gibo 27 ( +1 | -1 )
interesting point wadvana raises, that if your rating has not gone up after you read a good book then you haven't absorbed in the information properly. I guess it depends what type of book, but there is defintately some justification there.
ccmcacollister 202 ( +1 | -1 )
That is a good point. Probably even true for most part. But not always. Strength Can increase, without Rating increasing. Since rating does not actually measure playing strength, rather it measures how you perform against those opponents you meet in tournament play.
Who may also be learning. To increase your rating in such circumstances, you need not just increased understanding being translated to increased strngth thru proper application; you may also need to be becoming stronger Faster than the players you face, in some circumstances.

For instance if you are among a group of players who face each other frequently & meet little outside competition. Small cities etc. During the 1970's and 80's it was not uncommon for players Nebraska to move to a coastal city in the USA, and find
immediately their rating begin to increase to a point an entire class higher, or more.
"A" players would almost without exception return as Experts or Masters. And not uncommonly lose back 50 points or more after returning.

Yet as a practical matter, it does seem very reasonable to expect Some rating increase after a good learning experience/book. On the other hand. If you had NOT
read it, perhaps you would have Lost rating points afterward. So just kept up with inflation, but like with currency, better than Not doing doing so ?!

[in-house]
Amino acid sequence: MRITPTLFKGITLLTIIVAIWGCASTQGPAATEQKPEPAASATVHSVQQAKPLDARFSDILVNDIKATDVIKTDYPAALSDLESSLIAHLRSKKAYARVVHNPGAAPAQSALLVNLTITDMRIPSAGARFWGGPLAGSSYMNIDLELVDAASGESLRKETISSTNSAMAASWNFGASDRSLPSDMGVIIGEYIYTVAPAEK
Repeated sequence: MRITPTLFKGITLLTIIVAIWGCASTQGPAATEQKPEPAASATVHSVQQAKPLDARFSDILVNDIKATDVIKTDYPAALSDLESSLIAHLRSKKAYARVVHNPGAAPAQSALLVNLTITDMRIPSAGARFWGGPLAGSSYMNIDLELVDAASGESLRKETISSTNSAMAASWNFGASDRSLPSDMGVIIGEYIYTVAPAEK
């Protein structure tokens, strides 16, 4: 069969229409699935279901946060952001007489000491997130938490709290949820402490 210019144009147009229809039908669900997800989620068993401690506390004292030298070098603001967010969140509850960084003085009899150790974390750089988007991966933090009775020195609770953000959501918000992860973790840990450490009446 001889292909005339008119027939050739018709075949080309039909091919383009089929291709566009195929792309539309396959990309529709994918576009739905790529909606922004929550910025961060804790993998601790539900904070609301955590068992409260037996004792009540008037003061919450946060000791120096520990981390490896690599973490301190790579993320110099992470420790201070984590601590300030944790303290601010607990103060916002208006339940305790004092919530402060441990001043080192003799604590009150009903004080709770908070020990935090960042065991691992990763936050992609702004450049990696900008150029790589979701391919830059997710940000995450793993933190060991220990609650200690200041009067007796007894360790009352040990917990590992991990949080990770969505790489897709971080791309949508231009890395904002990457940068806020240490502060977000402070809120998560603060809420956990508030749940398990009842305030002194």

I find it helpful, in order to apply new learning, to write it down ... along with just how I DO expect it to help me, in use. So as not only have it in long term memory, as Wadvana advises, but also spelled out consciously & near the surface. That is why sometimes I would review TLAGM before a tmt, to refresh, before it became so integrated in my play that I can no longer recall that from Kotov vs that from elsewhere, that i use everytime I play.

Thanks Worldmaster, I think I'll read those too.! You know, "Make Millions Like a Grandmaster" is coming out soon. Ah, okay. Forget that, its April 2nd already. :-)
calmrolfe 37 ( +1 | -1 )
Some more high quality books Other good high quality instructional books that I can recommend would include :-

Learn From The Grandmasters - Various (Tal, Korchnoi. Larsen, McShane etc)

Improve Your Chess Results - Vladimir Zak

Secrets of Modern Chess Strategy - John Watson

Three Steps to Chess Mastery - A S Suetin

Happy reading !

Kind regards,

Cal